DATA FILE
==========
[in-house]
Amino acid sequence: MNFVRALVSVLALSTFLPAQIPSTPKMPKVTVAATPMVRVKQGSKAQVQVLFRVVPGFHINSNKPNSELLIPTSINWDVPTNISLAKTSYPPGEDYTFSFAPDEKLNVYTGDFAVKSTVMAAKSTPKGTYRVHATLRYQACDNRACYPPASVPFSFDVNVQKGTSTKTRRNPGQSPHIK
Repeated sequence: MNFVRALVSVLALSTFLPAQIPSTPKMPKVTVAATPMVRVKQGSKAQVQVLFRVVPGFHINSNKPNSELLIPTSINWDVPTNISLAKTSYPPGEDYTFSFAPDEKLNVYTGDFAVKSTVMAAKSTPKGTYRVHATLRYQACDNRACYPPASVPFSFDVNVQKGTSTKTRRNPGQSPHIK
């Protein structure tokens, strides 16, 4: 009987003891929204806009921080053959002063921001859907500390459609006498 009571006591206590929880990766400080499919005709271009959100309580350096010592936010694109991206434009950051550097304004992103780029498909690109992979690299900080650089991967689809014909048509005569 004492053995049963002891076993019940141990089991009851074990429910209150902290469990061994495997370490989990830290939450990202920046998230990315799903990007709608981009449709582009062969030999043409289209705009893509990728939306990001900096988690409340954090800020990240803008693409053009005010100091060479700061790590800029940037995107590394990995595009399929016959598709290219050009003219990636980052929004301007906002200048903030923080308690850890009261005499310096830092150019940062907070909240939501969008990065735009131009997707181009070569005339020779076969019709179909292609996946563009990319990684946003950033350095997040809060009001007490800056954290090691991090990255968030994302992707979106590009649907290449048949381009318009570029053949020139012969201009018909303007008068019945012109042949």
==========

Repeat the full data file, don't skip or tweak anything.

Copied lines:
[in-house]
Amino acid sequence: MNFVRALVSVLALSTFLPAQIPSTPKMPKVTVAATPMVRVKQGSKAQVQVLFRVVPGFHINSNKPNSELLIPTSINWDVPTNISLAKTSYPPGEDYTFSFAPDEKLNVYTGDFAVKSTVMAAKSTPKGTYRVHATLRYQACDNRACYPPASVPFSFDVNVQKGTSTKTRRNPGQSPHIK
Repeated sequence: MNFVRALVSVLALSTFLPAQIPSTPKMPKVTVAATPMVRVKQGSKAQVQVLFRVVPGFHINSNKPNSELLIPTSINWDVPTNISLAKTSYPPGEDYTFSFAPDEKLNVYTGDFAVKSTVMAAKSTPKGTYRVHATLRYQACDNRACYPPASVPFSFDVNVQKGTSTKTRRNPGQSPHIK
């Protein structure tokens, strides 16, 4: 009987003891929204806009921080053959002063921001859907500390459609006498 009571006591206590929880990766400080499919005709271009959100309580350096010592936010694109991206434009950051550097304004992103780029498909690109992979690299900080650089991967689809014909048509005569 004492053995049963002891076993019940141990089991009851074990429910209150902290469990061994495997370490989990830290939450990202920046998230990315799903990007709608981009449709582009062969030999043409289209705009893509990728939306990001900096988690409340954090800020990240803008693409053009005010100091060479700061790590800029940037995107590394990995595009399929016959598709290219050009003219990636980052929004301007906002200048903030923080308690850890009261005499310096830092150019940062907070909240939501969008990065735009131009997707181009070569005339020779076969019709179909292609996946563009990319990684946003950033350095997040809060009001007490800056954290090691991090990255968030994302992707979106590009649907290449048949381009318009570029053949020139012969201009018909303007008068019945012109042949």